My holiday mantra

I firmly believe that the holiday season should be enjoyable. So although its still a bit early, I’m mapping out all of the wonderful things we want to do, trying to fit each and every one into the schedule so nothing falls through the cracks.

But every year I really want to make this season less about “doing” and more about “being,” and more often than not, I lose that somewhere along the way.

This year, I once again dedicate this season to joy and contentment. And to keep myself on track, I am adopting a very special Bible verse:

“But Mary treasured up all these things and pondered them in her heart.” Luke 2:19

This will be my mantra this season.

In light of it, I have decided that amid my packed schedule, I need to make room for pondering.

Let me explain, when I was in Haiti last spring, my trip leaders explained that there might be some slow times during our stay. Sure, we were planning to see and do a lot, but they had purposefully left a significant amount of flex time in the plan. Why? Well, because things happen on trips like that. Things that are unexplainable and things you cannot plan for, but things that will touch your heart.

They were right. Things did happen. Not every time we left ourselves open for it, but far more than could have been possible had we packed out our week there.

So this holiday season, I want to make room for “things” to happen. I want to make room for pondering, for slowing, for treasuring. I want to make room for God. That’s what it’s all about anyway, isn’t it?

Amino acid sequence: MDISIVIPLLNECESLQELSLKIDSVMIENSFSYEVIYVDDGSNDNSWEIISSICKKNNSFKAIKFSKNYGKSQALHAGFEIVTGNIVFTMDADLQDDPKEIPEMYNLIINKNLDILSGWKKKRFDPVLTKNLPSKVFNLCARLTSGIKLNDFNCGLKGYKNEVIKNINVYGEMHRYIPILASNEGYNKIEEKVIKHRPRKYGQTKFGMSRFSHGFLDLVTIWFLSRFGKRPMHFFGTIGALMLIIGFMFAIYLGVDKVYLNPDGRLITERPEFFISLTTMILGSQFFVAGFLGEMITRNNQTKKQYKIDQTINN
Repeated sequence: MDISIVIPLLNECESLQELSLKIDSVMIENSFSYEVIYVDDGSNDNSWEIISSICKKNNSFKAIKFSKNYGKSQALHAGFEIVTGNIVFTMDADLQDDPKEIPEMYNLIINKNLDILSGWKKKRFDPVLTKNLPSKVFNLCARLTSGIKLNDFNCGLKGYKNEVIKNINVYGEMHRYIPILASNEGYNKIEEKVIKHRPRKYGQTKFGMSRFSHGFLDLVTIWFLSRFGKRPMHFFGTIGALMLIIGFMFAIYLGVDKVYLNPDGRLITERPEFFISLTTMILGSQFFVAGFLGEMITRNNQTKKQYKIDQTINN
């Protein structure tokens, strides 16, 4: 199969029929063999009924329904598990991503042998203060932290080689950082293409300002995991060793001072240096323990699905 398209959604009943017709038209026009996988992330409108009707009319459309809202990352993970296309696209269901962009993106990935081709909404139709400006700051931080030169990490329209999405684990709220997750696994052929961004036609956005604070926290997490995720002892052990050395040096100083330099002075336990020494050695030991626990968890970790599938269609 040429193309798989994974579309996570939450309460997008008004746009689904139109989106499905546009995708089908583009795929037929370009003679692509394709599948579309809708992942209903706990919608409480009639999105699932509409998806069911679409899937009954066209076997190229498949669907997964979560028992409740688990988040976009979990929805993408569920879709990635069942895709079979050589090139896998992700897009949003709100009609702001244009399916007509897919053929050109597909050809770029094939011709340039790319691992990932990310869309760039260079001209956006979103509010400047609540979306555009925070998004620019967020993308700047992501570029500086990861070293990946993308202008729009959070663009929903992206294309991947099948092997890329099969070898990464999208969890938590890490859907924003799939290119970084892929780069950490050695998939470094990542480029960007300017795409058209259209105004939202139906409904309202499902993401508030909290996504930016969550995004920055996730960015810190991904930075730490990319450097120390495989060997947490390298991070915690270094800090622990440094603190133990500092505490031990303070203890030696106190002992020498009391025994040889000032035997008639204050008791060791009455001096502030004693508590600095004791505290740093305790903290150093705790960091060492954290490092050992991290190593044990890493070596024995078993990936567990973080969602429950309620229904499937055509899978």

To do this, I am going to need a plan. It is such a non-concrete goal that this concrete-sequential girl needs some tangible ways to get myself there.

The first one is reading Little Women.

Little Women is one of my most favorite stories in the whole world. And since it begins and ends in the holidays, I always think of it as a holiday story.

And let me tell you, I know this story inside out. I’ve even read Little Men, and my 1914 edition of Good Wives (which my parents brought me from Europe), and other Alcott books like A Quiet Little Woman and The Inheritance. So you can imagine the shock I felt when I realized just a few weeks ago that I had never actually read Little Women.

Dismay.

So my first path to slowing this season, my first step to pondering, is to read Little Women.

And I mean really read–all out hot tea (or cocoa), warm blanket, papasan, and Christmas music playing softly in the background.